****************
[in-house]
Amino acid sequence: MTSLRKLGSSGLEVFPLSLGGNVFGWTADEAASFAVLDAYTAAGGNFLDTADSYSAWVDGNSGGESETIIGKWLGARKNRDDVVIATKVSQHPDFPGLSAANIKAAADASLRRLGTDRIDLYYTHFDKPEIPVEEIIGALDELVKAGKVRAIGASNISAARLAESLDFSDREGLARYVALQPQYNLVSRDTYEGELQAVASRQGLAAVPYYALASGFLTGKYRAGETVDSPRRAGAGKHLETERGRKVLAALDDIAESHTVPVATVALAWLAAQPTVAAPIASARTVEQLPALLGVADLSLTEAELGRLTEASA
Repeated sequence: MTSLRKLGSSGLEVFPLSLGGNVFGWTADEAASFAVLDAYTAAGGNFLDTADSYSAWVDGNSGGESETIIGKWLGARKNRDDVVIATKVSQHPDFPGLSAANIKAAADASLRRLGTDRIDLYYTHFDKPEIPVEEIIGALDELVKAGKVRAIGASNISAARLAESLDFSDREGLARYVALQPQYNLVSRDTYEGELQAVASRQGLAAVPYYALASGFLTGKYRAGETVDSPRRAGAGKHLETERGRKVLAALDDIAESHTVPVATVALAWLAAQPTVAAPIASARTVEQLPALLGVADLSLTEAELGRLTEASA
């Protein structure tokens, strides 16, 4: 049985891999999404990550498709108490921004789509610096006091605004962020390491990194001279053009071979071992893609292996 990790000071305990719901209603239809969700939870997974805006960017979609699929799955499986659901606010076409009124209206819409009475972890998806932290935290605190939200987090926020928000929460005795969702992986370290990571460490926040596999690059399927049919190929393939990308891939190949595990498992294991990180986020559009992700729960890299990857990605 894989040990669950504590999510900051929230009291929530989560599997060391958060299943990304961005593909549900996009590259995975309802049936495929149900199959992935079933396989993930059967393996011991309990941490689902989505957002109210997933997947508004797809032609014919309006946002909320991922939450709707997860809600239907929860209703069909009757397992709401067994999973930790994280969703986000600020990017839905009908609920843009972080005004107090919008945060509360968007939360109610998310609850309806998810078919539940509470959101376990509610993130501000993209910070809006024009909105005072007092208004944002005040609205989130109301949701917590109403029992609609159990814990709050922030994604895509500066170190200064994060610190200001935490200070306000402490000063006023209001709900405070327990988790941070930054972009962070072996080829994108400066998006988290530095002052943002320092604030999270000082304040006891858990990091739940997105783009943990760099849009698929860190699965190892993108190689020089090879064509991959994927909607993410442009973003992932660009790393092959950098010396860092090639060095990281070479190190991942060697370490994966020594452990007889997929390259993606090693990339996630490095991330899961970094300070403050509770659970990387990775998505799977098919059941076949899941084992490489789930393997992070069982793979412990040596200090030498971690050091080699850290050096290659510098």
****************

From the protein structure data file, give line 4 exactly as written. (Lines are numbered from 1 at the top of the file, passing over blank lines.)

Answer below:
């Protein structure tokens, strides 16, 4: 049985891999999404990550498709108490921004789509610096006091605004962020390491990194001279053009071979071992893609292996 990790000071305990719901209603239809969700939870997974805006960017979609699929799955499986659901606010076409009124209206819409009475972890998806932290935290605190939200987090926020928000929460005795969702992986370290990571460490926040596999690059399927049919190929393939990308891939190949595990498992294991990180986020559009992700729960890299990857990605 894989040990669950504590999510900051929230009291929530989560599997060391958060299943990304961005593909549900996009590259995975309802049936495929149900199959992935079933396989993930059967393996011991309990941490689902989505957002109210997933997947508004797809032609014919309006946002909320991922939450709707997860809600239907929860209703069909009757397992709401067994999973930790994280969703986000600020990017839905009908609920843009972080005004107090919008945060509360968007939360109610998310609850309806998810078919539940509470959101376990509610993130501000993209910070809006024009909105005072007092208004944002005040609205989130109301949701917590109403029992609609159990814990709050922030994604895509500066170190200064994060610190200001935490200070306000402490000063006023209001709900405070327990988790941070930054972009962070072996080829994108400066998006988290530095002052943002320092604030999270000082304040006891858990990091739940997105783009943990760099849009698929860190699965190892993108190689020089090879064509991959994927909607993410442009973003992932660009790393092959950098010396860092090639060095990281070479190190991942060697370490994966020594452990007889997929390259993606090693990339996630490095991330899961970094300070403050509770659970990387990775998505799977098919059941076949899941084992490489789930393997992070069982793979412990040596200090030498971690050091080699850290050096290659510098």